These students were asked about sexting at baseline entry into the study and one year later as well as whether sending a nude picture encouraged sexual intercourse in that relationship. The results are well worth your attention. It's interesting to note that while sexting overall was not temporally associated with risky sexual behaviors, active versus passive sexting was more associated with having intercourse over the next 12 months.

Since the study was cross-sectional, it cannot prove cause and effect, but it can still identify sexting as a key component in the ongoing sexual development of teens and potentially be considered a potential harbinger for future (if not current) adolescent sexual activity.

Do you ask your teen patients about sexting, or if their friends sext? Do you get positive responses and if so, what do you then say? We would love to hear your approach to helping teens deal with sexting. Leave a comment, send us an eLetter through our journal site, or join in the discussion via Facebook or Twitter.

Related Reading:

Monday, October 6, 2014

Beware the Dangers of Overdiagnosis!

By: Lewis First, MD, MS; Editor-in-Chief 

Photo by opensource via Flickr
Overdiagnosis, when a true finding is discovered but is of no benefit to the patient, can be just as much an issue as misdiagnosis (making the wrong diagnosis) or overtreatment (when excess medication or treatments are used for correct or incorrect diagnoses). So how much do we know about overdiagnosis in children compared to adults?

Coon et al. (doi:10.1542/peds.2014-1778) share their thoughts on this issue in a special article being early released this week. The authors find cause for overdiagnosis in such conditions as attention deficit hyperactivity disorder (ADHD), food allergy, hyperbilirubinemia, obstructive sleep apnea, urinary tract infection and even bacteremia.

So what can we do about this problem? This article will raise your awareness and provide some strategies to perhaps reduce the chances that overdiagnosis will permeate your practice unnecessarily. You can’t over-read this article no matter how many times you go through it—so give it a read and then share your thoughts on this provocative topic below, via an eLetter or on Facebook or Twitter.

Related Reading:

Wednesday, October 1, 2014

Healthcare-Associated Infections in Critically Ill Children

Pediatrics Editorial Board Member Joann Schulte, DO, MPH, shares her expert perspective on a new article from our October issue. To learn more about Dr. Schulte, check out her bio on our Contributors page.

By: Joann Schulte, DO, MPH

Photo by daveynin via Flickr
Nosocomial infections have been bad news since the days of Ignaz Philipp Semmelweis who proved that washing hands drastically reduced the incidence of puerperal fever in mid-19th-century hospitals.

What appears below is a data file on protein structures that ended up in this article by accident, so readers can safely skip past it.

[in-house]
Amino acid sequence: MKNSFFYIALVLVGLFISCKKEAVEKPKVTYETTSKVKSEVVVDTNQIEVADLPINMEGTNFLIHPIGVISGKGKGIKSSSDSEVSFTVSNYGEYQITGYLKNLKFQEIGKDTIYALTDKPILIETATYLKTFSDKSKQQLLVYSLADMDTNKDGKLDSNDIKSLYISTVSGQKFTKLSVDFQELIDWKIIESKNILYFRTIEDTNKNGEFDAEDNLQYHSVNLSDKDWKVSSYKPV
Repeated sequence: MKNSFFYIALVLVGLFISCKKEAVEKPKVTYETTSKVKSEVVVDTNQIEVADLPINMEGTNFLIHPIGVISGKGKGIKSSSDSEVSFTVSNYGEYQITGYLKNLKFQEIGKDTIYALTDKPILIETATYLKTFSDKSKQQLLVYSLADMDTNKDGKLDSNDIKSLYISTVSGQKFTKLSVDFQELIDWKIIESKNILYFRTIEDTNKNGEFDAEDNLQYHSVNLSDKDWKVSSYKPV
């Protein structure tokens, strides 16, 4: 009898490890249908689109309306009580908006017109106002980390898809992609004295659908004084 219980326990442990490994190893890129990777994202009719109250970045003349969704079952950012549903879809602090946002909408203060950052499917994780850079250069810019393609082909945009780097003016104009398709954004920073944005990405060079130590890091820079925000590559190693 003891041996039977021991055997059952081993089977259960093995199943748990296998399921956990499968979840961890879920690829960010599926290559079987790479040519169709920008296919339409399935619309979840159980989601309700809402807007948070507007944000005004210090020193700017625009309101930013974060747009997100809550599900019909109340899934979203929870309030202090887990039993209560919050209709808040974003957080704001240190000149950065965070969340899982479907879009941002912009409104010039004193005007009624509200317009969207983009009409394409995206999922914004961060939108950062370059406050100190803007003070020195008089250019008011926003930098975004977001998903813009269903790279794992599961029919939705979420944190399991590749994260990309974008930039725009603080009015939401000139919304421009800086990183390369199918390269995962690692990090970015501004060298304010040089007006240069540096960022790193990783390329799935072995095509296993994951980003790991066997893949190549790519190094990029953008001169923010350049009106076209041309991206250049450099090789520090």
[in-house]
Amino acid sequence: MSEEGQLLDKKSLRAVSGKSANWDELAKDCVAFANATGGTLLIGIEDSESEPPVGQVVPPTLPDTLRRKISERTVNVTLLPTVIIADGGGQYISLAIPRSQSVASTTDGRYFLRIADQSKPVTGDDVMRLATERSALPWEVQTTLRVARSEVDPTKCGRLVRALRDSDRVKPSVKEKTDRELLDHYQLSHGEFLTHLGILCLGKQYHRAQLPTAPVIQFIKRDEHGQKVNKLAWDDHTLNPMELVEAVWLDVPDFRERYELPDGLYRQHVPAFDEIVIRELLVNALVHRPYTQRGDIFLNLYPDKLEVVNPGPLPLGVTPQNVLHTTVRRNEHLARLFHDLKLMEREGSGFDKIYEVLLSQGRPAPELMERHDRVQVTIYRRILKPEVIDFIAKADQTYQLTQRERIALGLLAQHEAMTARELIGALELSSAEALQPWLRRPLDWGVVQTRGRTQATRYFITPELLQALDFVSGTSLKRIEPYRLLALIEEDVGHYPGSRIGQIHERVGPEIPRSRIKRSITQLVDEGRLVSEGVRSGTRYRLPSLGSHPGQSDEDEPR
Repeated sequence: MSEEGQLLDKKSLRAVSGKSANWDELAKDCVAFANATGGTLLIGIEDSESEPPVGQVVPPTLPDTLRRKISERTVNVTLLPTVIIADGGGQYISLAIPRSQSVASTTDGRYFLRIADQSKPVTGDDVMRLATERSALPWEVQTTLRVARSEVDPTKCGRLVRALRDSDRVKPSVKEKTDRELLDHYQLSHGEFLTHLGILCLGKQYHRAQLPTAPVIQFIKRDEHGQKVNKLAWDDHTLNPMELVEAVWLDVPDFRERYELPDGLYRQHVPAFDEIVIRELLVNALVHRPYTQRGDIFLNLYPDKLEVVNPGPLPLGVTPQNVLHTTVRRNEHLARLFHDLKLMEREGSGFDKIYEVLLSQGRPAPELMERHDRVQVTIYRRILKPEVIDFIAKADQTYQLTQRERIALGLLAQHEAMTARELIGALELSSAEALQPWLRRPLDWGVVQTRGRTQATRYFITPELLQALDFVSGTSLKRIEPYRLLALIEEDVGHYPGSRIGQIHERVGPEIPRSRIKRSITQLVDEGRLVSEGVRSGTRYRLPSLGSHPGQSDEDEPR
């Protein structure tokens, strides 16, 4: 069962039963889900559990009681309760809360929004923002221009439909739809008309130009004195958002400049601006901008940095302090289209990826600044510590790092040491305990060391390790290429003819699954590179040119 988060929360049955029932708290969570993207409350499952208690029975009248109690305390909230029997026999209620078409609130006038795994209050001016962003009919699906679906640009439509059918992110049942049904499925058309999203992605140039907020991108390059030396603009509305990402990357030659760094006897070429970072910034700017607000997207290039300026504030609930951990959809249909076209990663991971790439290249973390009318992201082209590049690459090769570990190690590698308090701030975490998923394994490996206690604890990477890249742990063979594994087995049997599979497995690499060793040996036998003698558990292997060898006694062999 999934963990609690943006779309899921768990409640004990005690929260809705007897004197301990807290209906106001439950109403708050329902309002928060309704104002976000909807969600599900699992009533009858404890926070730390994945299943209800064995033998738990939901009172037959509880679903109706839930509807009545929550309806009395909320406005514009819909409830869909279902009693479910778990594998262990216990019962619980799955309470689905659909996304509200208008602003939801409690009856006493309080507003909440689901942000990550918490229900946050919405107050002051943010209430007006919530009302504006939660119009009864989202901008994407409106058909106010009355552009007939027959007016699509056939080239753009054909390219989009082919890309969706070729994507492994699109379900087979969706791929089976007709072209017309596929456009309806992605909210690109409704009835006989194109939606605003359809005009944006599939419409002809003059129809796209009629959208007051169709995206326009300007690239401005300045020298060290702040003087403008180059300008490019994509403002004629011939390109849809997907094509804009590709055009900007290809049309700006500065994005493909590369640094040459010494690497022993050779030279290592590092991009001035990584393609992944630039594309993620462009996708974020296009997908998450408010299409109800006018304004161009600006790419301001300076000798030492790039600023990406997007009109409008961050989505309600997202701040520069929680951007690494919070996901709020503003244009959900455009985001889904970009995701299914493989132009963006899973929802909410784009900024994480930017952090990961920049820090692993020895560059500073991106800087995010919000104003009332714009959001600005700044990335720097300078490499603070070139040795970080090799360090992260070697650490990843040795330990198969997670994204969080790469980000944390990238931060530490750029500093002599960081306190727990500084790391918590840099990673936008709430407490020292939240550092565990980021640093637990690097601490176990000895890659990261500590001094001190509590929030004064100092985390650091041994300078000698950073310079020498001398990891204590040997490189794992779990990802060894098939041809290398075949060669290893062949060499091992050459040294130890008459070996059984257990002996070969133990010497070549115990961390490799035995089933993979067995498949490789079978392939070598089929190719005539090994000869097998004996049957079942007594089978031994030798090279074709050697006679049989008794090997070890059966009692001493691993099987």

He has modern day counterparts in the infection control practitioners and hospital epidemiologists who combat healthcare-associated infections (HAIs) in US hospitals. There’s some good news about HAIs among children who got care in neonatal ICUs (NICUs) and pediatric ICUs (PICUs) documented in the October issue of Pediatrics (doi: 10.1542/peds.2014-0613).

A cohort study done with data reported to the US Centers for Disease Control and Prevention found the incidence rates of central-line associated blood infections and ventilator-associated pneumonia declined during a 5-year period between 2007 and 2012. The study examined data from 173 NICUs and 64 PICUs. Infections associated with central lines in NICUs declined from 4.9 to 1.5 per 1,000 central-line days and from 4.7 to 1.0 per 1,000 central line days in PICUs. Rates of pneumonia declined in NICUs from 1.6 to 0.6 per 1,000 ventilator days and in PICUs from 1.9 to 0.7 per 1,000 ventilator days. Rates of urinary tract infections associated with catheters did not change significantly in PICUs.

The team of investigators, led by Dr. Stephen Patrick at Vanderbilt University, used a time-series design to evaluate the changes in HAIs among hospitalized neonates and children. The investigators estimated the reduction in infections associated with central lines saved $131 million. The physicians and researchers who are the intellectual descendants of Semmelweis have done important work.  

Tuesday, September 30, 2014

The Role of Parenting & Home Stimulation in Overcoming Cognitive Deficits in Bangladesh

By: Lewis First, MD, MS; Editor-in-Chief 

Bangladeshi children. Photo by Mahmud Rassel via Flickr
Poverty certainly takes its toll on children's health given the association between poverty and cognitive deficit in infancy, but is it possible to improve this deficit with environmental and parental influence?

The answer is a resounding yes according to Hamadani et al. (doi: 10.1542/peds.2014-0694) who performed a longitudinal study of development in more than 2,800 infants in Bangladesh. They followed these infants for IQ changes over their first five years of life as impacted by such factors as parental education and home stimulation by parents. The results are impressive and stress the import of such factors in a way that can be generalizable to our own young patients born into poverty in this country.

To share even more lessons learned from this study, we invited Dr. Andrew Racine (doi: 10.1542/peds.2014-1375) to comment in an accompanying editorial that we are also early releasing this week.

Both the study and commentary are rich in take-aways that will be useful to you and the underserved families you care for.

Related Reading: